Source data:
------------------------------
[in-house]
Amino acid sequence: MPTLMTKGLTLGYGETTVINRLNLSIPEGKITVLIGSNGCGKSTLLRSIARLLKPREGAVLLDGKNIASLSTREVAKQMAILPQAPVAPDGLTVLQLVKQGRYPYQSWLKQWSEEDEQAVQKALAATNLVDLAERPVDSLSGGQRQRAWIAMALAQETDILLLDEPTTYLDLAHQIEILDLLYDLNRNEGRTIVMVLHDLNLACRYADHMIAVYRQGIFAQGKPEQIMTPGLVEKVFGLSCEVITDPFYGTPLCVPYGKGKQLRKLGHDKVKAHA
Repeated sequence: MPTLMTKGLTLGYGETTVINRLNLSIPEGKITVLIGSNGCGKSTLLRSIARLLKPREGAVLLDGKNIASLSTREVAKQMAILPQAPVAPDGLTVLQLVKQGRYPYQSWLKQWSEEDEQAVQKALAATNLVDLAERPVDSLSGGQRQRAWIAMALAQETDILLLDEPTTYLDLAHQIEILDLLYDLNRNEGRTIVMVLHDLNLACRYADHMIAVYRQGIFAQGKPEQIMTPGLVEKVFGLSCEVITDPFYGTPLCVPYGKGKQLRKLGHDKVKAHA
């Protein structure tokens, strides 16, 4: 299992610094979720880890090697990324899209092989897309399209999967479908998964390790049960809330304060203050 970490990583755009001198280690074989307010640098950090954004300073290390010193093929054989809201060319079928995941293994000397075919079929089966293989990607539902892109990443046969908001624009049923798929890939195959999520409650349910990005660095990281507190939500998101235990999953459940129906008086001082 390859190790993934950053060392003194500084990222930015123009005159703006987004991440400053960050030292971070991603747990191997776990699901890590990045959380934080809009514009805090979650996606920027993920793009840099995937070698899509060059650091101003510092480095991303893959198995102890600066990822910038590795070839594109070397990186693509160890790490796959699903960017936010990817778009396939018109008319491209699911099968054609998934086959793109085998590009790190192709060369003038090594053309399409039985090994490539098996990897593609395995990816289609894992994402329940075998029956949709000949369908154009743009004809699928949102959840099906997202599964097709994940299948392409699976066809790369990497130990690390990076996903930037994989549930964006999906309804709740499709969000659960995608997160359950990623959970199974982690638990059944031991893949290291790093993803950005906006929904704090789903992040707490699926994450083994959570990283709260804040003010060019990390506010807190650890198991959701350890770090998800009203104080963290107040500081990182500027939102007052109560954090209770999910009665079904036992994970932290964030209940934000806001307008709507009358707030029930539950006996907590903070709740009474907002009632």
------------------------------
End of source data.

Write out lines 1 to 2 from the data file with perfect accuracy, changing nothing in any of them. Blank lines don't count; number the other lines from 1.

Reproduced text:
[in-house]
Amino acid sequence: MPTLMTKGLTLGYGETTVINRLNLSIPEGKITVLIGSNGCGKSTLLRSIARLLKPREGAVLLDGKNIASLSTREVAKQMAILPQAPVAPDGLTVLQLVKQGRYPYQSWLKQWSEEDEQAVQKALAATNLVDLAERPVDSLSGGQRQRAWIAMALAQETDILLLDEPTTYLDLAHQIEILDLLYDLNRNEGRTIVMVLHDLNLACRYADHMIAVYRQGIFAQGKPEQIMTPGLVEKVFGLSCEVITDPFYGTPLCVPYGKGKQLRKLGHDKVKAHA